Capture One shows the option Shot when the white balance is not altered. The Kelvin and Tint values in the tool are taken from the metadata in the RAW file. Note that these are relative values, not absolute. Another RAW converter can show different values.
When you adjust the white balance the option turns to Custom. This is an indication that the white balance is altered in Capture One.
The Mode drop-down list is a good starting point for quickly adjusting your white balance, just like the eyedropper. Next, you can fine-tune with the Kelvin and Tint sliders.
Kelvin And Tint Sliders
This brings me to the main controls of the Capture One White Balance tool, the two sliders for Kelvin and Tint.
a blue-yellow or cooler-warmer adjustment ranges from 800 to 14000K
a green-magenta adjustment ranges from -50 to +50
As mentioned, any of the previously described methods – Pick White Balance eyedropper, Mode selection – or other methods I will discuss in a minute, affect these two sliders. It is obvious that you can change the sliders after the previous action or go straight to the sliders, as many users do.
Often, both Kelvin and Tint need adjustment and I alternate between them to get the best result. You can use the Tab and Shift-Tab keys to navigate between fields.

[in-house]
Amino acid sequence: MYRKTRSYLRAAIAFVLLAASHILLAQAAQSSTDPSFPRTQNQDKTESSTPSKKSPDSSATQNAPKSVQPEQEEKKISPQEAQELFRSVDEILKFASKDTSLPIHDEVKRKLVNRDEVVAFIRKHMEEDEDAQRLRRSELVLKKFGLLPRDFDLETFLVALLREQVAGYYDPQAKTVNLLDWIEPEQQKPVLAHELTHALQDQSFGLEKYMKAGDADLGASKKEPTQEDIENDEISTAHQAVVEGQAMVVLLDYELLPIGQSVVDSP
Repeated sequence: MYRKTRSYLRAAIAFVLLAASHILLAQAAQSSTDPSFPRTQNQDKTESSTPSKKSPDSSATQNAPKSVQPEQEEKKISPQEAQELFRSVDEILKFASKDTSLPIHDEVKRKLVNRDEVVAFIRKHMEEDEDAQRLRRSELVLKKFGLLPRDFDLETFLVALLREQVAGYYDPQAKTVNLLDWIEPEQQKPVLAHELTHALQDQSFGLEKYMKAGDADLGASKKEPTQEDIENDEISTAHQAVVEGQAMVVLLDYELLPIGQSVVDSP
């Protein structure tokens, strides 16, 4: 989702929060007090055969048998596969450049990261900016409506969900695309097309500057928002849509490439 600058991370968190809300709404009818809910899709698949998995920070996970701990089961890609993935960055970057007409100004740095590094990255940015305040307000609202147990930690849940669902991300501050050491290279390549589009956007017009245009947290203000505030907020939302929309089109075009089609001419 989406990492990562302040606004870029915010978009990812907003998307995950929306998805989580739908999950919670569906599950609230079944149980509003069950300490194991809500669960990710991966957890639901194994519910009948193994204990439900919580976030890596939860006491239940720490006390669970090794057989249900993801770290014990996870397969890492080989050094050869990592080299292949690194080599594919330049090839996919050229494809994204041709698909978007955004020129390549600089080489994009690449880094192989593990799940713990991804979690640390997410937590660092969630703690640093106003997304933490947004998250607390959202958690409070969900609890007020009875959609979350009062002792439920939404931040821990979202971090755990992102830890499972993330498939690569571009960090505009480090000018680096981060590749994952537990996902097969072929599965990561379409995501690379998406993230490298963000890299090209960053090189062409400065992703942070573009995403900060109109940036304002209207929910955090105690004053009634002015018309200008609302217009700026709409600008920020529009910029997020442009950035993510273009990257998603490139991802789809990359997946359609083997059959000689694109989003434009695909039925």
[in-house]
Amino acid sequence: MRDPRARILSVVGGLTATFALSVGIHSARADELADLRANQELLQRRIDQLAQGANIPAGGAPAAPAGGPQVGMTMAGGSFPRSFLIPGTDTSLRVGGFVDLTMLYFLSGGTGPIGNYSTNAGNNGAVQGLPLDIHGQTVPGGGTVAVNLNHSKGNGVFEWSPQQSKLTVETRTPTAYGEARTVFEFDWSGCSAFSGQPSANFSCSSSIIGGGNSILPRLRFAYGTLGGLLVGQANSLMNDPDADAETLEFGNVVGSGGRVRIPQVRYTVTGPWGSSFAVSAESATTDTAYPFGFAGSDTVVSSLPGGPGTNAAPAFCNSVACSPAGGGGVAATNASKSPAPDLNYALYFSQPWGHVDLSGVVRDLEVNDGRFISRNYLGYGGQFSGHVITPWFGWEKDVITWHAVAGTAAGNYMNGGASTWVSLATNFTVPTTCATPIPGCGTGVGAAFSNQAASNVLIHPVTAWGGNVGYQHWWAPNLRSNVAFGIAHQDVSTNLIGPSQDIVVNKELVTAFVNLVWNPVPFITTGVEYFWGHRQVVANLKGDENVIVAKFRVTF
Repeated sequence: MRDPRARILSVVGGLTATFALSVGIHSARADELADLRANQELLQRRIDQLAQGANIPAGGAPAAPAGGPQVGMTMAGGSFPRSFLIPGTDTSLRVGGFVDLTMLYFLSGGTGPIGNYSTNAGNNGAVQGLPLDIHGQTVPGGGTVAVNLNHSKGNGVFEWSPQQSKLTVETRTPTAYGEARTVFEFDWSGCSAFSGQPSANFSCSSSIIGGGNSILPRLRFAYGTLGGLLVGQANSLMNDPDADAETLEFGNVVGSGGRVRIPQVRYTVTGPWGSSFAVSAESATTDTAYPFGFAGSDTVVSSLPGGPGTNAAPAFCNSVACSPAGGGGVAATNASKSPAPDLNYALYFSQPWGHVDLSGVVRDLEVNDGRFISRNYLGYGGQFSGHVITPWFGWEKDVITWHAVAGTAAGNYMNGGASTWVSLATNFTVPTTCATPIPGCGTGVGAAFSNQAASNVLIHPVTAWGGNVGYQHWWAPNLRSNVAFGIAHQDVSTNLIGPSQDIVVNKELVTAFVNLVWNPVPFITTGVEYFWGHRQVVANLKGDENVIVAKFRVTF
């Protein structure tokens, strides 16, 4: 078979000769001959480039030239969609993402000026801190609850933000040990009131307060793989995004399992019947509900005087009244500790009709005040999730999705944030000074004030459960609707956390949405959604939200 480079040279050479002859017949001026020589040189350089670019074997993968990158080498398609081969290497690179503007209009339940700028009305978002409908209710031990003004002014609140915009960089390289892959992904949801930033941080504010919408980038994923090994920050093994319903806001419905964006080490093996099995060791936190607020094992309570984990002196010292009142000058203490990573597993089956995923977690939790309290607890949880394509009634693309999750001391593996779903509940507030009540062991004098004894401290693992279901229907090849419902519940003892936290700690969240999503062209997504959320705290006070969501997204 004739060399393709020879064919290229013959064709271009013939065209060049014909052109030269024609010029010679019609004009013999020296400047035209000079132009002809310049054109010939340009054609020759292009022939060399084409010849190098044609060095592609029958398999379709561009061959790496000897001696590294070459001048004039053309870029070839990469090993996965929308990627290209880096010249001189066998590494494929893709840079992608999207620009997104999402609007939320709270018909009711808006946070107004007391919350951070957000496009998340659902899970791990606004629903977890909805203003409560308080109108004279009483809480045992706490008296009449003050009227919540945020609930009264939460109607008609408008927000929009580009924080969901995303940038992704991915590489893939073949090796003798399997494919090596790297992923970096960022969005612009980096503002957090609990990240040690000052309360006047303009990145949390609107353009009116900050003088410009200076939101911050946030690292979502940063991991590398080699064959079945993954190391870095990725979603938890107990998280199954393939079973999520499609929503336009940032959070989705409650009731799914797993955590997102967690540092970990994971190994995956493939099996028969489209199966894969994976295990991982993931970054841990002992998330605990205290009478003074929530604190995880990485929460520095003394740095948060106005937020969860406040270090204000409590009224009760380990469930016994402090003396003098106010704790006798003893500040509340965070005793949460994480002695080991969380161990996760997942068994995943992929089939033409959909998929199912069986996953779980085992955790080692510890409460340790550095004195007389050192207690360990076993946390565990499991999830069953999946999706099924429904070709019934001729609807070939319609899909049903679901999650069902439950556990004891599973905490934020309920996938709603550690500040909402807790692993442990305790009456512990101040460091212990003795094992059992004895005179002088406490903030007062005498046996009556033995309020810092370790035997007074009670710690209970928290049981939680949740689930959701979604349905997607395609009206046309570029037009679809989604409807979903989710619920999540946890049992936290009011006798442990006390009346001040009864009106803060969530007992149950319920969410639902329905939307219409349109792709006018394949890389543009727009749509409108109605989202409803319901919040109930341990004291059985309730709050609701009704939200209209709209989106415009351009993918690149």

You can drag a slider, but I only use this for large adjustments. I prefer to use the up and down cursor keys but you have to select the Kelvin or Tint value first. Combine the cursor keys with Shift-key and you make bigger steps.
To get the white balance right I suggest that you overdo your adjustment on purpose and revert until satisfied. Experience shows that you get faster better end results. If you do not overcorrect you stop too early because you unconsciously compare the result to the original ending up with a slight color cast.
As most tools do, the Capture One White Balance tool does have some features to enhance the user experience. You find the tool controls in the upper right corner of the tool.
Auto White Balance
Not only your camera but also Capture One does have an Auto White Balance option. This feature got a makeover internally recently, so you could give it a try as a starting point.
Just click on the capital A in the tool controls in the top right corner.
You can also use the more generic auto-correction feature of Capture One, which includes Exposure, High Dynamic Range, and Levels. You find this in the Adjustments menu, on the Toolbar (big A) or via a keyboard shortcut Cmd-L (macOS) or Ctrl-L (Windows).
Local Copy And Apply
With the double arrow, you copy and apply white balance adjustments to other selected images. This is ideal for a range of images that were made under similar light conditions. Note that you can only copy both the Kelvin and the Tint values combined, not separately.
You can of course also use the generic Adjustments Clipboard. Read more on the clipboard and adjusting images in Adjustments Continued.
The curved arrow resets the white balance adjustments for the Primary Variant and optional all selected images.
Like with Copy And Apply you can only save both Kelvin and Tint in a Capture One Preset. A Preset lets you store a specific setting for one tool. In case you have controlled lighting conditions, only adjust for that light source once and use it very often.